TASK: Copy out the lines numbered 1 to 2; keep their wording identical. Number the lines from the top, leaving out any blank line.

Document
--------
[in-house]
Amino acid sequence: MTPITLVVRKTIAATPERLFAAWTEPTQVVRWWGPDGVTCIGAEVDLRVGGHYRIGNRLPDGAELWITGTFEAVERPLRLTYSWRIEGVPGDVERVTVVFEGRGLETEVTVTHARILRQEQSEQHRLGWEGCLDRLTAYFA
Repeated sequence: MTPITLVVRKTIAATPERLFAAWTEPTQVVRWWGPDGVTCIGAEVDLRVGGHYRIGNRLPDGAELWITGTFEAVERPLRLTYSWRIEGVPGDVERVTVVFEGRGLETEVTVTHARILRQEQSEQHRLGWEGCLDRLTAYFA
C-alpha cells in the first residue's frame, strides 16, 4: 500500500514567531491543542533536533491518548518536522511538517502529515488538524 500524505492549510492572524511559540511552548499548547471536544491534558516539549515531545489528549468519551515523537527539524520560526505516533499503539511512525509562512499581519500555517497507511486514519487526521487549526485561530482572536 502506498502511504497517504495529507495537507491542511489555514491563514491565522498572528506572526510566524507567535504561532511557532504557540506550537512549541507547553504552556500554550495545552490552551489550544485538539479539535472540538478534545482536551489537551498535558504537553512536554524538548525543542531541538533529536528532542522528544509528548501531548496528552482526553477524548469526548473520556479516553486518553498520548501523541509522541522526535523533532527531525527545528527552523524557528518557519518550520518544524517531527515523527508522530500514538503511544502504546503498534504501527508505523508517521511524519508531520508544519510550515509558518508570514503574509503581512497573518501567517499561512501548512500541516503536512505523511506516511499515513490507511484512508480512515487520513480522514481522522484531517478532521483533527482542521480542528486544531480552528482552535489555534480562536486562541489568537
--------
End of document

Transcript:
[in-house]
Amino acid sequence: MTPITLVVRKTIAATPERLFAAWTEPTQVVRWWGPDGVTCIGAEVDLRVGGHYRIGNRLPDGAELWITGTFEAVERPLRLTYSWRIEGVPGDVERVTVVFEGRGLETEVTVTHARILRQEQSEQHRLGWEGCLDRLTAYFA